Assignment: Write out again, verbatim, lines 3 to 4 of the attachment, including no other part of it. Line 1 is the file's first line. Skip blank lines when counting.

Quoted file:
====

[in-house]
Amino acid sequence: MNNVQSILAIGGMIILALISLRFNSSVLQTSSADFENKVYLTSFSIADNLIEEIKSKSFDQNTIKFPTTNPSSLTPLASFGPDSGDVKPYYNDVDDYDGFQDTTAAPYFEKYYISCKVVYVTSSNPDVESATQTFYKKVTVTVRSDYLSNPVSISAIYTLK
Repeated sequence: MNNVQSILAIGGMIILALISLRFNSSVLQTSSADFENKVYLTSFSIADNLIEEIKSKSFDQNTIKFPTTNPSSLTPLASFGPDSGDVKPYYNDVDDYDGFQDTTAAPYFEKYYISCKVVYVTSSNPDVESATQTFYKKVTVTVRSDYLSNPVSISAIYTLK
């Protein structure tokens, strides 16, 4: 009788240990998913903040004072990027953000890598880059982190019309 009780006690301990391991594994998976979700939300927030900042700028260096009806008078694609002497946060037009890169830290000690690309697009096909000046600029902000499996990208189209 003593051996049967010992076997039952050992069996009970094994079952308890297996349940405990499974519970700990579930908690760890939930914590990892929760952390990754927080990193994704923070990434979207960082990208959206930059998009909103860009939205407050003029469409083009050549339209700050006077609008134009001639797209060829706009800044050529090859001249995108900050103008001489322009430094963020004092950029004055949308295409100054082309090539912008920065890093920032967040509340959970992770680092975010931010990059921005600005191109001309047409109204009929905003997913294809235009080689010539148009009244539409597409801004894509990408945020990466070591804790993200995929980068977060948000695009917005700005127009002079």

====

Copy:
Repeated sequence: MNNVQSILAIGGMIILALISLRFNSSVLQTSSADFENKVYLTSFSIADNLIEEIKSKSFDQNTIKFPTTNPSSLTPLASFGPDSGDVKPYYNDVDDYDGFQDTTAAPYFEKYYISCKVVYVTSSNPDVESATQTFYKKVTVTVRSDYLSNPVSISAIYTLK
């Protein structure tokens, strides 16, 4: 009788240990998913903040004072990027953000890598880059982190019309 009780006690301990391991594994998976979700939300927030900042700028260096009806008078694609002497946060037009890169830290000690690309697009096909000046600029902000499996990208189209 003593051996049967010992076997039952050992069996009970094994079952308890297996349940405990499974519970700990579930908690760890939930914590990892929760952390990754927080990193994704923070990434979207960082990208959206930059998009909103860009939205407050003029469409083009050549339209700050006077609008134009001639797209060829706009800044050529090859001249995108900050103008001489322009430094963020004092950029004055949308295409100054082309090539912008920065890093920032967040509340959970992770680092975010931010990059921005600005191109001309047409109204009929905003997913294809235009080689010539148009009244539409597409801004894509990408945020990466070591804790993200995929980068977060948000695009917005700005127009002079």